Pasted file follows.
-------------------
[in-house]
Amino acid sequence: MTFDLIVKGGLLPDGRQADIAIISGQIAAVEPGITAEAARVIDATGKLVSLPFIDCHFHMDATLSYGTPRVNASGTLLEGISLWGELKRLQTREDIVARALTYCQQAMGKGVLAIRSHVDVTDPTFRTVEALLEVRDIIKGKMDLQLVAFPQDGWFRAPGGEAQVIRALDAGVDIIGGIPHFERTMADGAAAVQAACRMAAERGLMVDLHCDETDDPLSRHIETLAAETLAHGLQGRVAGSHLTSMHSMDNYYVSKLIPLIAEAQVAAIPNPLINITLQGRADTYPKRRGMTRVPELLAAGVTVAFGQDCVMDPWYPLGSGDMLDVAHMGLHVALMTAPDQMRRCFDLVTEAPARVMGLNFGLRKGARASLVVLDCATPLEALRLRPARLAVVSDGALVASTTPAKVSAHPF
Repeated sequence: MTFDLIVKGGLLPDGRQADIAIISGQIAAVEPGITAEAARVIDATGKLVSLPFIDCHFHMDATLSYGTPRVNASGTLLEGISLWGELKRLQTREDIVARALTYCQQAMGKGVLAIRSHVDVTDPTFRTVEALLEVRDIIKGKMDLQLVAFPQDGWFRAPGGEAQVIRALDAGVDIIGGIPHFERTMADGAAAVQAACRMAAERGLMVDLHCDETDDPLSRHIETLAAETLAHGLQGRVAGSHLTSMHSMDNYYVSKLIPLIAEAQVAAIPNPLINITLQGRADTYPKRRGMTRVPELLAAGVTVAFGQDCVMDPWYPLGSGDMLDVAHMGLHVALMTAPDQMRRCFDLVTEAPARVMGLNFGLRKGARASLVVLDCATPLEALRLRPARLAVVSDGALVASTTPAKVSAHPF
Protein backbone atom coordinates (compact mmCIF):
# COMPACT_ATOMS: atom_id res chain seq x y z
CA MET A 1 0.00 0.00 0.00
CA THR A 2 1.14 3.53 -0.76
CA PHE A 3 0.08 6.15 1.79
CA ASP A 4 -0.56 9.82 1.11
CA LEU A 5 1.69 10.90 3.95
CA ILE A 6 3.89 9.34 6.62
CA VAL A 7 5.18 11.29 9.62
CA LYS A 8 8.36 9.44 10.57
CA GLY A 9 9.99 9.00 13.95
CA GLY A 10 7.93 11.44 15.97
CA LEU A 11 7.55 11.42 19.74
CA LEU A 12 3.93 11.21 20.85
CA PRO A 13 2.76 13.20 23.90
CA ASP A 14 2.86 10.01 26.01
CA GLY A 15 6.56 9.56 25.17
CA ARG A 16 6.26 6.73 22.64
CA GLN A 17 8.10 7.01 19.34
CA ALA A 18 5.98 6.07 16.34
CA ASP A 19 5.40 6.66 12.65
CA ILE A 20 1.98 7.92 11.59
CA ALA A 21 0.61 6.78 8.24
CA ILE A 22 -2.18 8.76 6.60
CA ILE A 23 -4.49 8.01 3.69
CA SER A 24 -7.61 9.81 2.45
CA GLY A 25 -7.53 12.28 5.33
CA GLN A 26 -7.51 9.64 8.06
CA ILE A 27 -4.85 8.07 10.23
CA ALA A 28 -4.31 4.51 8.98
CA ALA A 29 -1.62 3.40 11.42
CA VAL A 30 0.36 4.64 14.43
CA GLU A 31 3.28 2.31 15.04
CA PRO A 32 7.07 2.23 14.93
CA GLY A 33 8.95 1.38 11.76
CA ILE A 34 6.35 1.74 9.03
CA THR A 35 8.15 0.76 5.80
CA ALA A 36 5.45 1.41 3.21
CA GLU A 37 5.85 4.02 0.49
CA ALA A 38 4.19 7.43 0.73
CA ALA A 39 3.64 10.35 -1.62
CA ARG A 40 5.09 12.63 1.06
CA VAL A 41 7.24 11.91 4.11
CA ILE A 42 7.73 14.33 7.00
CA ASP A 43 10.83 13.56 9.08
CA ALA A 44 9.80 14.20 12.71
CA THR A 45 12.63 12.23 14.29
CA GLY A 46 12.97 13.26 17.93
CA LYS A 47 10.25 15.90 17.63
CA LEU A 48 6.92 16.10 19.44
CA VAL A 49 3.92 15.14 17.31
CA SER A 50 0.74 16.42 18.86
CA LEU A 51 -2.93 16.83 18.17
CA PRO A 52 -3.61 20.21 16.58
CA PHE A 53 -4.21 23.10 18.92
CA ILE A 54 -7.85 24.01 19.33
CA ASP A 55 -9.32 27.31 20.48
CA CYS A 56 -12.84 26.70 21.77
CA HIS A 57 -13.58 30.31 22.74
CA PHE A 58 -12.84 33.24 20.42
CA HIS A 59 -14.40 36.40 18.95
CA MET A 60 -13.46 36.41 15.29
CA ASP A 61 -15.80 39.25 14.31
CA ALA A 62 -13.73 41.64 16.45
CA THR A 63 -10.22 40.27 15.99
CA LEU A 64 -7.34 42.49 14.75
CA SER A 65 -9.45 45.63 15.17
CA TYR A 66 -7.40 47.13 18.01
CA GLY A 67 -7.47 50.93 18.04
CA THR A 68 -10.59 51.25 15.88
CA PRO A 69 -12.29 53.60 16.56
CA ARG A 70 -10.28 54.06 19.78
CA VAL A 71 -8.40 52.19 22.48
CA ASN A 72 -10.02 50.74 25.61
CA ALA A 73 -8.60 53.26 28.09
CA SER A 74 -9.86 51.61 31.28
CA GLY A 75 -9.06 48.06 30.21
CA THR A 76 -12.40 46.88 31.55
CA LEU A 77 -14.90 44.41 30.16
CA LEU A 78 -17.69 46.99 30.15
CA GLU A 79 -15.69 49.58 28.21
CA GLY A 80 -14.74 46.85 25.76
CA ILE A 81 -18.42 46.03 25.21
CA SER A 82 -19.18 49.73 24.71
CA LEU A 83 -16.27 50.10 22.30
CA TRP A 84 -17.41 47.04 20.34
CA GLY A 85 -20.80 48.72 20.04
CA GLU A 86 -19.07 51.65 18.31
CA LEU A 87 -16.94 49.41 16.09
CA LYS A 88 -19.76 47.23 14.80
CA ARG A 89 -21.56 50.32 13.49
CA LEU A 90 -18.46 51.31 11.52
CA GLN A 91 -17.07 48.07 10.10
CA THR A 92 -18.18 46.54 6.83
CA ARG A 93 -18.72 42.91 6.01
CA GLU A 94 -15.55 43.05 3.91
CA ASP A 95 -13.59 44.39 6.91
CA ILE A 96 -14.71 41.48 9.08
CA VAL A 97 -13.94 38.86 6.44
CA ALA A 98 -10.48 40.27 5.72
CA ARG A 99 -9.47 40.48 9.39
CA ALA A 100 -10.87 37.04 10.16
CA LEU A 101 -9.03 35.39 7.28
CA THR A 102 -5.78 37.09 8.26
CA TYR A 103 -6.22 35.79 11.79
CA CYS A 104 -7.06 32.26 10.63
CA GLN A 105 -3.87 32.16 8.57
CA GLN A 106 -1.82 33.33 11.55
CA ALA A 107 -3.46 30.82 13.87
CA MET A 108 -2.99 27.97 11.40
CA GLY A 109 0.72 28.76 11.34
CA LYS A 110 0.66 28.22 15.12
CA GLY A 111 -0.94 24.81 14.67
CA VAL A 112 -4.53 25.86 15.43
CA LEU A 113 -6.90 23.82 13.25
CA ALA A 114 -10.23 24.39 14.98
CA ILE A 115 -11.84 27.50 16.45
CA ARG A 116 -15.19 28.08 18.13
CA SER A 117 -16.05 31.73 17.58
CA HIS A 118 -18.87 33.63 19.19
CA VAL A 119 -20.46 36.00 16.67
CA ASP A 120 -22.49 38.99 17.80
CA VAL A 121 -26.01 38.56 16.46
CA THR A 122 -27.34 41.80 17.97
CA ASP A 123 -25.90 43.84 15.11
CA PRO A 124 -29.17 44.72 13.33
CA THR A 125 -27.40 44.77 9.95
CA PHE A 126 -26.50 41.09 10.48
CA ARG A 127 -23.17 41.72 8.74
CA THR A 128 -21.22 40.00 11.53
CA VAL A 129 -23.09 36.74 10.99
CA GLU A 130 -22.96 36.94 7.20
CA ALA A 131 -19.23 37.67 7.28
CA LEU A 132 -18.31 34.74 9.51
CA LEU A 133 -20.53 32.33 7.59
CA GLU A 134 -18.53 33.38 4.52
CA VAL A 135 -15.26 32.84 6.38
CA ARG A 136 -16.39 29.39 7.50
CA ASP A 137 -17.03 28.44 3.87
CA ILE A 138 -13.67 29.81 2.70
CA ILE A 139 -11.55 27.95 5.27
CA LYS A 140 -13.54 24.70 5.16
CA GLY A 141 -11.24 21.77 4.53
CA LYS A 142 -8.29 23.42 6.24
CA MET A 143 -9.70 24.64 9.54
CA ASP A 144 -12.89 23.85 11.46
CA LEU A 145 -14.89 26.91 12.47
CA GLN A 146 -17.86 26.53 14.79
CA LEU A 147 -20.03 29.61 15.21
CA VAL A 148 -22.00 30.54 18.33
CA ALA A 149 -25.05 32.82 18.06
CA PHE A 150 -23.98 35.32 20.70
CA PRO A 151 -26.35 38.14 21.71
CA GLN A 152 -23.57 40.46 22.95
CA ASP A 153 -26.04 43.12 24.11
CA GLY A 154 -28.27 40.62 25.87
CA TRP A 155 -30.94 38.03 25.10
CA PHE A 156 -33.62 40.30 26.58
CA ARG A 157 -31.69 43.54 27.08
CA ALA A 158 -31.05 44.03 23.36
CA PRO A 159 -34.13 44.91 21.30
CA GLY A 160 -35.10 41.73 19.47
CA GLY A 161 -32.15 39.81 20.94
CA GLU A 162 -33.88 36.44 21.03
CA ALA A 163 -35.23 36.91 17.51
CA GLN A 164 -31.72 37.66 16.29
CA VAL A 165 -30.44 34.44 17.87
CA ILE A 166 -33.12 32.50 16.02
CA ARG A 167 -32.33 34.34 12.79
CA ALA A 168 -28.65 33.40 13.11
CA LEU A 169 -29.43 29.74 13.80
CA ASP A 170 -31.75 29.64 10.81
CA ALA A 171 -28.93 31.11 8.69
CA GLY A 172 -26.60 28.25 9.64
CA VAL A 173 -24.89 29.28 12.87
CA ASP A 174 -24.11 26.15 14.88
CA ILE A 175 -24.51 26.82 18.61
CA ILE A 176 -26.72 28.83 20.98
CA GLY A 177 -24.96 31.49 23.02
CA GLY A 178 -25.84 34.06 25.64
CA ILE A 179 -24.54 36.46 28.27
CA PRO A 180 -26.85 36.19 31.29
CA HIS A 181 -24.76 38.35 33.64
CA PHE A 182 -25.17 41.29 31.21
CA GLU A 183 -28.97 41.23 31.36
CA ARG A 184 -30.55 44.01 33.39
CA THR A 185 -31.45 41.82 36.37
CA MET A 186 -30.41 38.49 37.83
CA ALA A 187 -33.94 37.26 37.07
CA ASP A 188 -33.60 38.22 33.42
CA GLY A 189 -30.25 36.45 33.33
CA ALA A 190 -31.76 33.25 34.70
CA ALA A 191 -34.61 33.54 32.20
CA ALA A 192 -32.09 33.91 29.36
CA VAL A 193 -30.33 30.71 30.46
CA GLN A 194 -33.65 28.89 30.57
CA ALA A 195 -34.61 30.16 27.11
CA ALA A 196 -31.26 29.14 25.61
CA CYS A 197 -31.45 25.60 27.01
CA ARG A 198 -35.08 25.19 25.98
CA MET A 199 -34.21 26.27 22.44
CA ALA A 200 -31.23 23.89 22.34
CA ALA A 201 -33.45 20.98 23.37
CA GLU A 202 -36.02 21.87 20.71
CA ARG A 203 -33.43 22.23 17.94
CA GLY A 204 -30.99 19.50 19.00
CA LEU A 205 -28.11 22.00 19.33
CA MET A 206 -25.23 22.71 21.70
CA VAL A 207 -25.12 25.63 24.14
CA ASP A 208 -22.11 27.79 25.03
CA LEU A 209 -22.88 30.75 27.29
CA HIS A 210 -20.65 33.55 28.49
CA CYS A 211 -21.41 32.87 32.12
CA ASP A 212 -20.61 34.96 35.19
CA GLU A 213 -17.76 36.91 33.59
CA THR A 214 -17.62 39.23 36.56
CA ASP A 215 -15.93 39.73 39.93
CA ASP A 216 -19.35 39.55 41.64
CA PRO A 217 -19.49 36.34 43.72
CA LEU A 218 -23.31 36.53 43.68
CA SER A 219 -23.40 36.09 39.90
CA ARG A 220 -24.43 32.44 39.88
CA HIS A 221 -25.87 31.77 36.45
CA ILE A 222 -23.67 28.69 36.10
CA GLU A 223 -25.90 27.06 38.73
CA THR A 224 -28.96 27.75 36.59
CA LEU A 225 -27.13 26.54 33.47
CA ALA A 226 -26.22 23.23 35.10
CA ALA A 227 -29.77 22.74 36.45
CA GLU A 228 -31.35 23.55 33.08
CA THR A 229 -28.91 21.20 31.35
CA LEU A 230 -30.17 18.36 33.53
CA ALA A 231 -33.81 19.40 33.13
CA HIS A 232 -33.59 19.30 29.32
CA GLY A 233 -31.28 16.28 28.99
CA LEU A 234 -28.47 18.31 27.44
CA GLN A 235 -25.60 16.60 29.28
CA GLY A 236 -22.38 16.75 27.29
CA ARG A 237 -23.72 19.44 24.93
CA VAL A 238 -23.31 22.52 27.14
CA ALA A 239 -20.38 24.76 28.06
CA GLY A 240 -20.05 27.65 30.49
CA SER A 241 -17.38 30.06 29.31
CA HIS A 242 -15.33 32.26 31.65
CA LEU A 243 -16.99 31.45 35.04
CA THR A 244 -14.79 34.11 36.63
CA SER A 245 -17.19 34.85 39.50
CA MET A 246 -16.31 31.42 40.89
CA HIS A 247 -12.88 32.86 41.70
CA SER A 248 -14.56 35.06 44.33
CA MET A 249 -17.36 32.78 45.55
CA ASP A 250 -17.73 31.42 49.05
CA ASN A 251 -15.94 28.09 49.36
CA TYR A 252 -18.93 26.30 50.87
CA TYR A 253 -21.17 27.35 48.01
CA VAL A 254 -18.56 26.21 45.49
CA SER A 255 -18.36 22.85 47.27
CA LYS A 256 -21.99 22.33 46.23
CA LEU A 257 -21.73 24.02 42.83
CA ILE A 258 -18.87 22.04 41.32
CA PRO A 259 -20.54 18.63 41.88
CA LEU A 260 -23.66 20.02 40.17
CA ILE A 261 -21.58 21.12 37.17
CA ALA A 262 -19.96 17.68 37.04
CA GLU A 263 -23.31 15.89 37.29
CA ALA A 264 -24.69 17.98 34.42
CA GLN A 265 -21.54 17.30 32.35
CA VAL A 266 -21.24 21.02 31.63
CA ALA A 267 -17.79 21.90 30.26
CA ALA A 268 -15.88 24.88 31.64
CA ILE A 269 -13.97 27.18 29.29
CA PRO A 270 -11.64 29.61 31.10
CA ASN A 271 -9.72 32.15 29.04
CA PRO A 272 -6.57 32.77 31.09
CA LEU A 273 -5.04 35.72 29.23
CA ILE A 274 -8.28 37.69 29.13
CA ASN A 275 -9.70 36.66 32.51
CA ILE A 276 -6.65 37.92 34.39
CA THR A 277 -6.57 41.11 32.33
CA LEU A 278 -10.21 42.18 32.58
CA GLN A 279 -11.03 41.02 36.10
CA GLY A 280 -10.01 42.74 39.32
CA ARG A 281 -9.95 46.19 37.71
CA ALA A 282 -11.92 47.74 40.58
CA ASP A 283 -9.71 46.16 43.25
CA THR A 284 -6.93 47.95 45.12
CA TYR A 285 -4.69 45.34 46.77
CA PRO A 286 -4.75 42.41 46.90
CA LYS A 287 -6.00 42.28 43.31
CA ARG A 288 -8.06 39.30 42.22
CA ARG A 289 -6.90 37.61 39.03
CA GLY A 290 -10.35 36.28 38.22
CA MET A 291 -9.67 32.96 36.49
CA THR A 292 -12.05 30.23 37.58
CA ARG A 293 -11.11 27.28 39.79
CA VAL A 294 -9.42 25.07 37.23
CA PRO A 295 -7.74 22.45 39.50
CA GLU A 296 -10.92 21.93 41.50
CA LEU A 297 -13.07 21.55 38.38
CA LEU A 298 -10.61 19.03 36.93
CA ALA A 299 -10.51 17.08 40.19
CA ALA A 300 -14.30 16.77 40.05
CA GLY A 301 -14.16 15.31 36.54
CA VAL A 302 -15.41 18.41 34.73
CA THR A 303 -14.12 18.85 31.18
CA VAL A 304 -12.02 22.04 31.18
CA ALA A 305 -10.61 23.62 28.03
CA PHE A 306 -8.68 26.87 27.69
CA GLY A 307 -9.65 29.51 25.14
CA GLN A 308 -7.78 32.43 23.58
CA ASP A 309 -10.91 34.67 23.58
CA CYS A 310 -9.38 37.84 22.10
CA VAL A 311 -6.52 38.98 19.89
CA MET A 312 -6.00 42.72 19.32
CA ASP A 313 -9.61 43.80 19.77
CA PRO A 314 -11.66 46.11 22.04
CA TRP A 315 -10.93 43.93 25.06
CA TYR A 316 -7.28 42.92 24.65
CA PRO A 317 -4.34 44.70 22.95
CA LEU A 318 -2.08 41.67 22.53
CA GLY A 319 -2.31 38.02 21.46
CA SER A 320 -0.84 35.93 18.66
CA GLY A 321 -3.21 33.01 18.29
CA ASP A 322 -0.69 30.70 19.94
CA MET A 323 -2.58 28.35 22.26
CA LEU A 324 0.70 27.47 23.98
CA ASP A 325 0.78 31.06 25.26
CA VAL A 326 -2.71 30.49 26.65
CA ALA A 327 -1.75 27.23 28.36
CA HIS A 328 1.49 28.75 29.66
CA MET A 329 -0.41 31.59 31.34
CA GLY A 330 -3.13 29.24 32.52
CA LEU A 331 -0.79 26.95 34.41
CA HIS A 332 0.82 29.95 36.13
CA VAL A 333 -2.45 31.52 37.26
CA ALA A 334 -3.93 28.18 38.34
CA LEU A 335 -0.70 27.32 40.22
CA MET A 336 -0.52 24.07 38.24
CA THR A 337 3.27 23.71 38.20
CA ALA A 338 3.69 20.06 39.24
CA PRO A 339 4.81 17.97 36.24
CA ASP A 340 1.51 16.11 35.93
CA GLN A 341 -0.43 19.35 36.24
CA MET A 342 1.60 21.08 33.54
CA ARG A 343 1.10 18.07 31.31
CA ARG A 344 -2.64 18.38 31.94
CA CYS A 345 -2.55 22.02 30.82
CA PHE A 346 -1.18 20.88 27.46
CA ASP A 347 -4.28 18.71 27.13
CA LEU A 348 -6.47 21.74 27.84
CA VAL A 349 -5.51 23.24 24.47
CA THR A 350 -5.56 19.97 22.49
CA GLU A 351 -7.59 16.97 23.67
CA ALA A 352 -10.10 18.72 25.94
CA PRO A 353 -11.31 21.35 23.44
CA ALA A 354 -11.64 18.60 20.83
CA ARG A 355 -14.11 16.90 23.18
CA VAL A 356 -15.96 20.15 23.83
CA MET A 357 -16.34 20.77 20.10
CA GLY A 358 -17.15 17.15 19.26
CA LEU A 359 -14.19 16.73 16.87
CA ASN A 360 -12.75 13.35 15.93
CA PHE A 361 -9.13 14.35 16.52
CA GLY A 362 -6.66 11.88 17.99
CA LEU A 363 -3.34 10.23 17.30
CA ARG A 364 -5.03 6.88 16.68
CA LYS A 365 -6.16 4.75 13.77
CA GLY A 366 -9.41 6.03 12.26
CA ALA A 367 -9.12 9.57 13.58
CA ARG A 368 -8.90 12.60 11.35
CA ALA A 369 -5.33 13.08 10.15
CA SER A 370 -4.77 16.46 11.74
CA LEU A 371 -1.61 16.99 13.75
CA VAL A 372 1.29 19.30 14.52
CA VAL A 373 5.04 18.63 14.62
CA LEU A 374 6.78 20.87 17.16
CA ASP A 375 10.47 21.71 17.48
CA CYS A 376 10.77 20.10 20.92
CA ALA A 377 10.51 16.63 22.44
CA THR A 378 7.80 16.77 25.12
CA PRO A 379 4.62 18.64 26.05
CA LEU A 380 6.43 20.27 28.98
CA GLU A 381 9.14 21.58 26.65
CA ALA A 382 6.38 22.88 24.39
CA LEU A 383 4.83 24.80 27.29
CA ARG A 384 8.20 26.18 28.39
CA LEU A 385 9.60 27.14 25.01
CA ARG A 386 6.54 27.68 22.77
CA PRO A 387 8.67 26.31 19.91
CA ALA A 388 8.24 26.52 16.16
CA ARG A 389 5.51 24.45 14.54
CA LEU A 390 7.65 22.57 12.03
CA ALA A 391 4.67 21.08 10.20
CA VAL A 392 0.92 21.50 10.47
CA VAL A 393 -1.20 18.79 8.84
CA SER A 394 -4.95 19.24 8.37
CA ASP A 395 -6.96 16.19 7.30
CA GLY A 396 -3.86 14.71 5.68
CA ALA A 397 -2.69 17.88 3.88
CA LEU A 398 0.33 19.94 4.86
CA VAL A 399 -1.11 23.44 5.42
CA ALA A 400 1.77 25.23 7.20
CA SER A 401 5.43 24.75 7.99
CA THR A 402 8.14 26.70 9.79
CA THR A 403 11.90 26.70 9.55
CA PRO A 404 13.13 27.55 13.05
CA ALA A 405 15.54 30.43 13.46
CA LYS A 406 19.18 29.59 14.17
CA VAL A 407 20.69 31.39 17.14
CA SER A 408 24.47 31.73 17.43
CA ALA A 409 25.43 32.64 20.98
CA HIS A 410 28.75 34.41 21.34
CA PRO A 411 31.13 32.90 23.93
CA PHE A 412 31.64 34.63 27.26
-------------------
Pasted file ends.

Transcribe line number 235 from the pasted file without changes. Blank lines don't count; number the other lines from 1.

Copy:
CA LEU A 230 -30.17 18.36 33.53